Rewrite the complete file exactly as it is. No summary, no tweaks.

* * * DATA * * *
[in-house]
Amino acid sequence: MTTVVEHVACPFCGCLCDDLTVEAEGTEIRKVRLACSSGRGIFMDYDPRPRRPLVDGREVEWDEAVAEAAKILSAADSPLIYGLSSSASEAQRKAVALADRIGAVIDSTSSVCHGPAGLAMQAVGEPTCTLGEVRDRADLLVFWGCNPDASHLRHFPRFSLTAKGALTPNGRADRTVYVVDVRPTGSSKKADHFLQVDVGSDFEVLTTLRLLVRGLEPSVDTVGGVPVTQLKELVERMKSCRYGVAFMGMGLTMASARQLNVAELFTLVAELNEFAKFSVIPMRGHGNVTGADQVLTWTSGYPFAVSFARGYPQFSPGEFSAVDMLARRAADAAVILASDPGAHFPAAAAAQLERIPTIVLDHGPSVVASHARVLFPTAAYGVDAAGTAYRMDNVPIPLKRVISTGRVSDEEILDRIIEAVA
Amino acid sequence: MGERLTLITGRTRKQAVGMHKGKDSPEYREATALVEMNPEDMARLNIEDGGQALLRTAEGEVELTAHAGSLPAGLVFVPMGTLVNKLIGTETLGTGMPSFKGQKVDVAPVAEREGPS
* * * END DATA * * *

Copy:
[in-house]
Amino acid sequence: MTTVVEHVACPFCGCLCDDLTVEAEGTEIRKVRLACSSGRGIFMDYDPRPRRPLVDGREVEWDEAVAEAAKILSAADSPLIYGLSSSASEAQRKAVALADRIGAVIDSTSSVCHGPAGLAMQAVGEPTCTLGEVRDRADLLVFWGCNPDASHLRHFPRFSLTAKGALTPNGRADRTVYVVDVRPTGSSKKADHFLQVDVGSDFEVLTTLRLLVRGLEPSVDTVGGVPVTQLKELVERMKSCRYGVAFMGMGLTMASARQLNVAELFTLVAELNEFAKFSVIPMRGHGNVTGADQVLTWTSGYPFAVSFARGYPQFSPGEFSAVDMLARRAADAAVILASDPGAHFPAAAAAQLERIPTIVLDHGPSVVASHARVLFPTAAYGVDAAGTAYRMDNVPIPLKRVISTGRVSDEEILDRIIEAVA
Amino acid sequence: MGERLTLITGRTRKQAVGMHKGKDSPEYREATALVEMNPEDMARLNIEDGGQALLRTAEGEVELTAHAGSLPAGLVFVPMGTLVNKLIGTETLGTGMPSFKGQKVDVAPVAEREGPS